Futures have been weaker since early in the morning as The Wall Street Journal highlighted how determined the GOP was to force a discussion on spending cuts around the debt ceiling issue. House Republicans may be willing to shut down the government, Politico said.
So why are stocks at new highs? Last week, I asked, "Whatever happened to the wall of worry?" There was a great story in Politico over the weekend about how OVER Wall Street is with Washington's drama. "The market's new attitude toward the continuing brinkmanship? Wake me when it's over," the story begins. Crisis as the new normal.
The problem is, this indifference is predicated on the idea that lawmakers go to the edge, but ultimately strike a deal. If that doesn't happen, markets will react very quickly.
Not that it matters, but the public — and the media — are still down on the stock market. I thought that now that the stock market at new highs was accompanied by significant INFLOWS into stock mutual funds as well as exchange-traded funds (the highest in years, in the first week of the year), there would at least be some commentary that the stock market was, well ... back.
What little commentary there was seemed cautious, as if signs of inflows into stocks were indicative of market tops. The Financial Times trumpeted, "Bulls take charge in equities rally" and the Journal headlines said, "Cash Floods Into Stock Funds," but even these stories were fairly short and had plenty of skepticism. The mainstream press hardly noticed.
Well, at least the hedge fund guys are paying attention. Hedge fund leverage (borrowing to buy stocks) is at a four-year high, Bloomberg reported, citing data from the NYSE-Euronext.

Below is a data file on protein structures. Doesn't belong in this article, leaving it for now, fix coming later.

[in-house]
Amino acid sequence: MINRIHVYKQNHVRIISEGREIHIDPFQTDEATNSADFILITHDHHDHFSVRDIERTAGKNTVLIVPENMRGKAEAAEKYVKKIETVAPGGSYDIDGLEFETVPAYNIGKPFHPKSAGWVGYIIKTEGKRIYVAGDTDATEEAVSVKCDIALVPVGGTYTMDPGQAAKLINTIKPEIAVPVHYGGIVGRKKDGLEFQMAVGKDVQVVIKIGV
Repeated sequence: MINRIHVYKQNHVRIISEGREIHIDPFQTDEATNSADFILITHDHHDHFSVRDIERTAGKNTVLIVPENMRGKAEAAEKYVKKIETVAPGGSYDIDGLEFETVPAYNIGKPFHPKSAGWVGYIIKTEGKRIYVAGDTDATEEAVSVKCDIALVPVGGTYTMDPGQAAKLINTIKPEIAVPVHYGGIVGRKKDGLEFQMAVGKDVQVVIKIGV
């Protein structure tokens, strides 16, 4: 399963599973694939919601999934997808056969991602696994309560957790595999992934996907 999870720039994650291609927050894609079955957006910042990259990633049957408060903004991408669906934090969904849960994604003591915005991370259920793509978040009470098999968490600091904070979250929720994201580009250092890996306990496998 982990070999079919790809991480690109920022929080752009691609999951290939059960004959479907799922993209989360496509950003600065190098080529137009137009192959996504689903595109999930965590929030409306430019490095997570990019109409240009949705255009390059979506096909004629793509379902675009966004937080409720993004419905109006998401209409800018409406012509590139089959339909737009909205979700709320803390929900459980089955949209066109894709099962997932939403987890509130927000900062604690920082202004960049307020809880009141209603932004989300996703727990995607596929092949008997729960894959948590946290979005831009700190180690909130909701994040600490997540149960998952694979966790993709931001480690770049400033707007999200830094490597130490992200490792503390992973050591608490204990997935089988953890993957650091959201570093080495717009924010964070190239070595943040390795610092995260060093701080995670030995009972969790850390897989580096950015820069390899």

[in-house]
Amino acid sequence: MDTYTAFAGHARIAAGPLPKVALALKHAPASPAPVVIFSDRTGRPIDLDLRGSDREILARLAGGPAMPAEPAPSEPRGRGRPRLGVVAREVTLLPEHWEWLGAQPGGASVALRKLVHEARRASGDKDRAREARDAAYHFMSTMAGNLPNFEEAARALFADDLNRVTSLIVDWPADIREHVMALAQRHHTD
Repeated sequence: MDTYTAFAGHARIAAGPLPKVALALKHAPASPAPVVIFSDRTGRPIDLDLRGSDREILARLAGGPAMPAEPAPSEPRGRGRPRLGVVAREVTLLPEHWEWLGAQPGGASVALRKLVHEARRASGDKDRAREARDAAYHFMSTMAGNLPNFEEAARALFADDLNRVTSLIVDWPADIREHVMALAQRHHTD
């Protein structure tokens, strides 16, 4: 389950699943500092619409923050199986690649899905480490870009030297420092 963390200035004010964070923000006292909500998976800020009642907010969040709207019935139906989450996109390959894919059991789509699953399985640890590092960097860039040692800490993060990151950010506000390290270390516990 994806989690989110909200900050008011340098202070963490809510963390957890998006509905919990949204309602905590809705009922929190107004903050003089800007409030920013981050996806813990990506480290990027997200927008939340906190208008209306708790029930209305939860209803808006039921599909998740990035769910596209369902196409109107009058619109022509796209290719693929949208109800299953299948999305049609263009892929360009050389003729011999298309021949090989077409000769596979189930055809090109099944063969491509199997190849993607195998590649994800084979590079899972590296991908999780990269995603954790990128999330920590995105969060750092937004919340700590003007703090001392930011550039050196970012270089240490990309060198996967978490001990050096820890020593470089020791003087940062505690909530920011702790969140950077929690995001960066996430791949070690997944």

Now, that makes some sense. Many hedge funds — perhaps most — once again underperformed their benchmarks last year. With the bond rally looking very long in the tooth, Europe stabilizing, Japan in hyper-stimulus mode, and China showing clear signs of bottoming, it's little wonder that hedge funds are looking for an early jump on performance.
1) Global stocks are mostly higher: new highs in Portugal, Greece, Italy, the U.K., and India.
2) Investing in mainland China? Maybe. The Shanghai Index jumped three percent around speculation that the Chinese government may increase the amount of money foreign investors can invest in the country's stocks. Foreigners are currently restricted from ownership. A small program allows for foreigners to invest directly in mainland Chinese stocks currently accounts for only 1.6 percent of the Chinese stock market. That amount can increase 10 times, according to the chairman of the China Securities Regulatory Commission.
3) Earnings: Still early, but PPG, which is big in paints and chemicals, as well as coatings for autos, aircraft, and the military, reported earnings in line with estimates. More importantly, for 2013 the CEO anticipated a "solid growth bias in North America, improving growth prospects in Asia and subdued activity levels in Europe." The stock closed Friday at an historic high; they are separating their chemical business shortly.